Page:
5. stackja

    Myxomatosis to control rabbits

    Renewed calls for the use of myxomatosis
    By 1949 the situation was desperate. The traditional methods of control were quite inadequate. New and radical measures were called for. Dame Jean MacNamara once more took up her advocacy of using myxomatosis campaigning vigorously in the Melbourne-published Stock and Land and the Herald.

    Dame Jean had been particularly provoked by an article which quoted Francis Ratcliffe, head of the newly formed CSIRO Wildlife Survey Section, as saying, Myxomatosis has failed because very close contact with rabbits is needed for its spread

    There seemed little scientific justification for further research. But the situation was serious and late in 1949 Ratcliffe decided that further trials should be made to test the practical advantages of the known limited capacity of myxomatosis to spread. Ratcliffe’s proposal had the enthusiastic support of the newly appointed Chairman of CSIRO, Ian Clunies Ross.

    The economic benefit
    In 1952-53, Australia’s wool and meat production jumped by $68 million as pastures recovered from the ravages of rabbits. In the two to three decades after that myxomatosis brought incalculable benefit to Australia. However, eventually the rabbits became genetically resistant to the myxoma virus as predicted by Ratcliffe and Fenner, and by 1995 had multiplied to an estimated 300 million. To combat these changes two additional insect vectors, the European rabbit flea and the arid-adapted Spanish flea, were introduced but with minimal impact, and the effectiveness of myxomatosis continued to fall.

    Calicivirus and ongoing research
    So again CSIRO scientists were asked to come up with a solution. Rabbit Calicivirus Disease (RCD) is a viral disease which affects only European rabbits. The virus probably originated from a less virulent form present in rabbit populations for many years. It was first reported in China in 1984 and soon after in other countries in Asia and Europe and in Mexico.

    These reports alerted scientists to a potentially new biological control for wild rabbits in Australia and New Zealand. The virus was taken into quarantine at the CSIRO Australian Animal Health Laboratory in Geelong for comprehensive testing over three years from June 1991.

    In March 1995, a quarantine station was set up on tiny Wardang Island off the coast of South Australia to test rabbit calicivirus, which had kept down rabbit populations in Europe. It was due for release in 1998, but, after only 6 months, it escaped from the island, most likely carried by insects. CSIRO has commented:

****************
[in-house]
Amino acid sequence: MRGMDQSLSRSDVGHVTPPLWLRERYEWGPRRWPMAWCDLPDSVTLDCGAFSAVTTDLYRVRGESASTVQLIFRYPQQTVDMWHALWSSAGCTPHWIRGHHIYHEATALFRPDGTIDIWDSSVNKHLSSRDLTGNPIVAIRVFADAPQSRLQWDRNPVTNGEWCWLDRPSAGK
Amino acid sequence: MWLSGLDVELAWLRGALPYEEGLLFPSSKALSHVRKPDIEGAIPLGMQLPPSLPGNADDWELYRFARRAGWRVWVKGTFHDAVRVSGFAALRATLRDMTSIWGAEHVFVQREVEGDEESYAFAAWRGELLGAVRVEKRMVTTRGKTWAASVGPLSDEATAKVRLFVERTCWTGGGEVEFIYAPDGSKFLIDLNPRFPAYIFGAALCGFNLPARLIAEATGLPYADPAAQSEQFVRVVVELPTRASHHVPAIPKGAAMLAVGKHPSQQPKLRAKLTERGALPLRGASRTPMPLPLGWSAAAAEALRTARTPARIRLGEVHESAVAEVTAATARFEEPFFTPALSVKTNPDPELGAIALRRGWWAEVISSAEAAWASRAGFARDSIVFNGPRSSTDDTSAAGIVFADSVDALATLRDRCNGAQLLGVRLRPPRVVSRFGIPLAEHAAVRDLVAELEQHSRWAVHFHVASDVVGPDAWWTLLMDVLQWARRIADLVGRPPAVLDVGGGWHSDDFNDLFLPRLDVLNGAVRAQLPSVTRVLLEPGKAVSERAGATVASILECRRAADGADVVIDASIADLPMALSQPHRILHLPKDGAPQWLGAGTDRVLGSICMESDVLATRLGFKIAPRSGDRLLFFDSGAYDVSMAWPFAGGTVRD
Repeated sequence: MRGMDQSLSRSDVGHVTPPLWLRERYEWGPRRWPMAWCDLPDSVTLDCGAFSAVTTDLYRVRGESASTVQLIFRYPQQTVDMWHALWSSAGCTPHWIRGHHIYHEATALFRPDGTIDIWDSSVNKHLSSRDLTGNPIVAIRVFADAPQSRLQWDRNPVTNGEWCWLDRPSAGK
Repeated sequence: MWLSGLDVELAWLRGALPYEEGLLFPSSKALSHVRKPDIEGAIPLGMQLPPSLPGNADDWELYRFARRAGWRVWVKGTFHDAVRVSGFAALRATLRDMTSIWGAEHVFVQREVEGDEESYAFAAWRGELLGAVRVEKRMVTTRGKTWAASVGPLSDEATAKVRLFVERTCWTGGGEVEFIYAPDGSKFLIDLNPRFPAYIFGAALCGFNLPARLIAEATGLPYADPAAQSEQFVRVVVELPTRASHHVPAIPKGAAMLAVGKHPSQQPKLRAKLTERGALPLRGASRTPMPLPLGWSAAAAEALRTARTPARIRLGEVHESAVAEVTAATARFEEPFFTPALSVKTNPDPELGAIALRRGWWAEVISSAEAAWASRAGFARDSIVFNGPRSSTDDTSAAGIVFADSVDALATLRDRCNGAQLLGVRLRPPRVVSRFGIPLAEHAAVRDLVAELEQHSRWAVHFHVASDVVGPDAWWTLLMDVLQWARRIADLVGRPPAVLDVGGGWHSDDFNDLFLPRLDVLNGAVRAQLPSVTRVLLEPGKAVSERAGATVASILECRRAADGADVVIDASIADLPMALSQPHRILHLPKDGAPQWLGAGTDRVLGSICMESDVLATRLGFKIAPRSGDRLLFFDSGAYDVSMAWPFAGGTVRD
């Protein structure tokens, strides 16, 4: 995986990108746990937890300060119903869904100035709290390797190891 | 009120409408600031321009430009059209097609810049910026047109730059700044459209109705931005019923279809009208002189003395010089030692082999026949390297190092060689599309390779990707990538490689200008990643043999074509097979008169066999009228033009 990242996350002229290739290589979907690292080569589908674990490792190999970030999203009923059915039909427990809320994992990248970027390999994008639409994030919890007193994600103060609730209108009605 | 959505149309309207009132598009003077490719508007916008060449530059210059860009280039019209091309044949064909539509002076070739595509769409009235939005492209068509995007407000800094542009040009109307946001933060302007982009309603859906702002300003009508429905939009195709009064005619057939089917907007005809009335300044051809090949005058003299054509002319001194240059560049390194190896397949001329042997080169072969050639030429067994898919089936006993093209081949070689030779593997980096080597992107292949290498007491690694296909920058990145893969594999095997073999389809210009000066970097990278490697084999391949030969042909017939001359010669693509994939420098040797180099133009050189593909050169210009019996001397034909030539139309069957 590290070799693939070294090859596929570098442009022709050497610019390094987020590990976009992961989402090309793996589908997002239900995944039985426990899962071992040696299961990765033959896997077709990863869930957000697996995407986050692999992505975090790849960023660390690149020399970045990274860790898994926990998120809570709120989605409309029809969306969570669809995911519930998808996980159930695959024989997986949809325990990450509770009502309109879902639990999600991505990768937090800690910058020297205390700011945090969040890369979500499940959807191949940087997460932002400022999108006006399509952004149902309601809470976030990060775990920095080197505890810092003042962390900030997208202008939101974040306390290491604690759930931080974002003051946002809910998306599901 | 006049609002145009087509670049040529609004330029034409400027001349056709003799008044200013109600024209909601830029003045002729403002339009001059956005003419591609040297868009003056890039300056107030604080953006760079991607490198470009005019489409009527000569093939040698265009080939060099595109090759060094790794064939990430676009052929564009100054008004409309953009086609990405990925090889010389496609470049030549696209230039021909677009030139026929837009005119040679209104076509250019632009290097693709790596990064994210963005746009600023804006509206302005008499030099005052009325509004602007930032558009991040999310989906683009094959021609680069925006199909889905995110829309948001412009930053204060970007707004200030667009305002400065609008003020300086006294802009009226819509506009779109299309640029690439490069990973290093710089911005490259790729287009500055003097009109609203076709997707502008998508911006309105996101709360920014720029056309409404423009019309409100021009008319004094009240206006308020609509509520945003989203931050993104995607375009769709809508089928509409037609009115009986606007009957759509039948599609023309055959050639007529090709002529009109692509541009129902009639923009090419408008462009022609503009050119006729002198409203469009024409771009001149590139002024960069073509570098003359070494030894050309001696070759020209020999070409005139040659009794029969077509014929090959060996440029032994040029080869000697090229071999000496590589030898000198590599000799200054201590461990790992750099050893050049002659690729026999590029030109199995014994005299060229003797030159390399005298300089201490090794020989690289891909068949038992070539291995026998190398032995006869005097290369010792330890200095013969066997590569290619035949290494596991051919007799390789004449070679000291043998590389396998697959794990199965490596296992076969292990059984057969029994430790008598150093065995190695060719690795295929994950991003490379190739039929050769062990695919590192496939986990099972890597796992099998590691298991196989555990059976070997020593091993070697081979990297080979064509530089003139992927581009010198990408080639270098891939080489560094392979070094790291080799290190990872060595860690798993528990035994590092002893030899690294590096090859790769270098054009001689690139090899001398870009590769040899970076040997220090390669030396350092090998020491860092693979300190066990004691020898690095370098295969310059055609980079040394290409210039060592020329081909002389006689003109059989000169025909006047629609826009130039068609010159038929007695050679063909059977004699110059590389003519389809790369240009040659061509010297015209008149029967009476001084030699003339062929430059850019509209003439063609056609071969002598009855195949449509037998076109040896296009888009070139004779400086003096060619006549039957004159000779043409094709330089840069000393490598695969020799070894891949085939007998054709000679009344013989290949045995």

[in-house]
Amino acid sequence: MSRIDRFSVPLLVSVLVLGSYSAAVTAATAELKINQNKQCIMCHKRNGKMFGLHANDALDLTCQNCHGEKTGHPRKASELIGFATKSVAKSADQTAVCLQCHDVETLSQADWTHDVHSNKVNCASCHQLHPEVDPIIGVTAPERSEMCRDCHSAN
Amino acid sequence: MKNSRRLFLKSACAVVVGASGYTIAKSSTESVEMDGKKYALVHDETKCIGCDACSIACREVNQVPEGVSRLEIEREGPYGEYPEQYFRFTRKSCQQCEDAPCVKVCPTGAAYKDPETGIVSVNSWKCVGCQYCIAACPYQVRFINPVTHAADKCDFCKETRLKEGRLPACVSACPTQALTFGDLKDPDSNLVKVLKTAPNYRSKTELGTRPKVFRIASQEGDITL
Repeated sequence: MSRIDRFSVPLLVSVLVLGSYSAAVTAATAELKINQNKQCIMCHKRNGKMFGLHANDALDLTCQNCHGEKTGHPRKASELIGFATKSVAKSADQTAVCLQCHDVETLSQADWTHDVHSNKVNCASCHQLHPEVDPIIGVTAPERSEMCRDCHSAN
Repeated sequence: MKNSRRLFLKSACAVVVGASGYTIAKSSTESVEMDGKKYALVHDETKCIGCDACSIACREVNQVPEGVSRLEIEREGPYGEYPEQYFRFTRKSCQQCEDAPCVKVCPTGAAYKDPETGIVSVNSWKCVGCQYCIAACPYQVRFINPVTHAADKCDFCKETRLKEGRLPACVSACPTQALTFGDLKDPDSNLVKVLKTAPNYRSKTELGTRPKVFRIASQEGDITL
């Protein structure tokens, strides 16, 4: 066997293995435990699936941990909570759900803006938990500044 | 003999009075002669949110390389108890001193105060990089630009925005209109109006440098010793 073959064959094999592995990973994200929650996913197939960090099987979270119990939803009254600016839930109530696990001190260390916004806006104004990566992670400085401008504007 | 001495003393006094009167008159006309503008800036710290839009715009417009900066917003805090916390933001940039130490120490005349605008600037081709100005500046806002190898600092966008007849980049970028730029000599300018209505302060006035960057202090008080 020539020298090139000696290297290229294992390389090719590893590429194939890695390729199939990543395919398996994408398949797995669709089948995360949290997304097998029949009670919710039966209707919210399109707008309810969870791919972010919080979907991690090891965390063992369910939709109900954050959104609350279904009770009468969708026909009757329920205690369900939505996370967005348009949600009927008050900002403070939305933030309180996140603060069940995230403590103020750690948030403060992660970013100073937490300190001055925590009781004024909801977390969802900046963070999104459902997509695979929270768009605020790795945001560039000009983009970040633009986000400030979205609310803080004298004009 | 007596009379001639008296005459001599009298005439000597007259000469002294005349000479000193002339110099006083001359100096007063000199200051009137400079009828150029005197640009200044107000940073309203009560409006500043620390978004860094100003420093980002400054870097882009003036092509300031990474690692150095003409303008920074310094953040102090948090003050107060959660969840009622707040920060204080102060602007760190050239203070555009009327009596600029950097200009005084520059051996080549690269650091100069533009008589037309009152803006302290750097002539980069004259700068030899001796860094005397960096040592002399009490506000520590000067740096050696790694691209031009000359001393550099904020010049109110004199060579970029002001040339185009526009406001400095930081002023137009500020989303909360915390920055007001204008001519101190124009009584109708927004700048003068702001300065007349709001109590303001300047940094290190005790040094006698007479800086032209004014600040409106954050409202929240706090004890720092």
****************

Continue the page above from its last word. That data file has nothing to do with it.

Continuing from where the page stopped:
There would have been a much bigger discussion phase about whether or not to release the virus and that was just left behind. But beyond that, the effects have been as good as we ever would have expected. In the arid zones we have had a remarkable reduction. The numbers of rabbits are down to ten or fifteen percent of their original numbers.

    And as the rabbits disappeared, the barren landscape flourished once again. The virus has since spread throughout most of Australia, mainly by natural spread. To date its impact has generally been greatest in the arid and semi-arid zone. Its effectiveness in wetter areas has been lower.

    Scientists are also aware that because myxomatosis was only effective for 15 to 20 years, rabbits could also become resistant to calicivirus. Thus the rabbit war is one that is likely to continue indefinitely.

  6. Tezza

    The CSIRO could hardly have picked a more left-wing, ideologically loaded concept than this one. That it doesn’t know, or more likely doesn’t care, tells us how intellectually bankrupt it is.
    Next CSIRO projects: unconscious bias, followed by the mental deficiencies of ‘climate deniers’.

  7. Roger

    Australia’s national science agency, CSIRO, has developed and commercialised a new science-driven approach to tackle declining trust in corporations, enabling companies to better manage their social licence to operate, starting with mining and agriculture.

    Mining and agriculture…two sectors of the economy normal people have no problem with.

    Now, about those CSIRO predictions of sea level rise….

  8. Tim Neilson

    while providing communities with a constructive way to have a voice and influence company decision-making

    Why the flying duck would any company want to subsidise anti-free enterprise grievance-mongering?

    It’s not like it’s in short supply. There’s even a $billion+ a year media behemoth largely devoted to it.

  9. Mother Lode

    The CSIRO will truly come into its own when they develop a program that can predict the outcomes of elections.

    And it is not just a matter of timing – predicting the outcome before the actual results.

    It will also be able to predict the correct outcome in those cases when the voters get it wrong.

  10. Behind Enemy Lines

    This happens because senior public servants want to pad their CVs with politically-correct resume’ fodder, for when ALP/Greens return to power. The solution is to slash the Senior Executive Service and regularly swap out the remaining ones. Their value-add runs close to zero, just another in-tray and out-tray between the people doing the work and the people using the product. Remember, one of the main arguments for the SES’ existence is to provide sooper-special strategic insight and leadership. But they’re almost universally crap at both of those things. Instead, they’re expert at long-term office politics. That’s what keeps causing otherwise worthwhile organisations to waste time and resources straying into the climate / aboriginal / diversity / social nonsense that’s entirely outside the government’s policy objectives.